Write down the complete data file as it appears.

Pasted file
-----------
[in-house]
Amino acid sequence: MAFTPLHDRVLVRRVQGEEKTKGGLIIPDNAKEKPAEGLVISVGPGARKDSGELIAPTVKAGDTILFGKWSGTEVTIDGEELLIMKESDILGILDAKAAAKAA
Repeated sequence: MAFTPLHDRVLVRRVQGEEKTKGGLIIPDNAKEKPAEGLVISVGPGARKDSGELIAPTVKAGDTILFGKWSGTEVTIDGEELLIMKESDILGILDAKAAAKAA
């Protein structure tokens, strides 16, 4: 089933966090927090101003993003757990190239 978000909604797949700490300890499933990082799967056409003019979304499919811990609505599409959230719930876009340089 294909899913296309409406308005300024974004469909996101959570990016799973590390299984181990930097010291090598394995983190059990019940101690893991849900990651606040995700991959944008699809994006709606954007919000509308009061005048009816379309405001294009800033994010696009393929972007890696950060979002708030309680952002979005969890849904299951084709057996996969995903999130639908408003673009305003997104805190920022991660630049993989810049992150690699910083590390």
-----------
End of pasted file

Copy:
[in-house]
Amino acid sequence: MAFTPLHDRVLVRRVQGEEKTKGGLIIPDNAKEKPAEGLVISVGPGARKDSGELIAPTVKAGDTILFGKWSGTEVTIDGEELLIMKESDILGILDAKAAAKAA
Repeated sequence: MAFTPLHDRVLVRRVQGEEKTKGGLIIPDNAKEKPAEGLVISVGPGARKDSGELIAPTVKAGDTILFGKWSGTEVTIDGEELLIMKESDILGILDAKAAAKAA
């Protein structure tokens, strides 16, 4: 089933966090927090101003993003757990190239 978000909604797949700490300890499933990082799967056409003019979304499919811990609505599409959230719930876009340089 294909899913296309409406308005300024974004469909996101959570990016799973590390299984181990930097010291090598394995983190059990019940101690893991849900990651606040995700991959944008699809994006709606954007919000509308009061005048009816379309405001294009800033994010696009393929972007890696950060979002708030309680952002979005969890849904299951084709057996996969995903999130639908408003673009305003997104805190920022991660630049993989810049992150690699910083590390």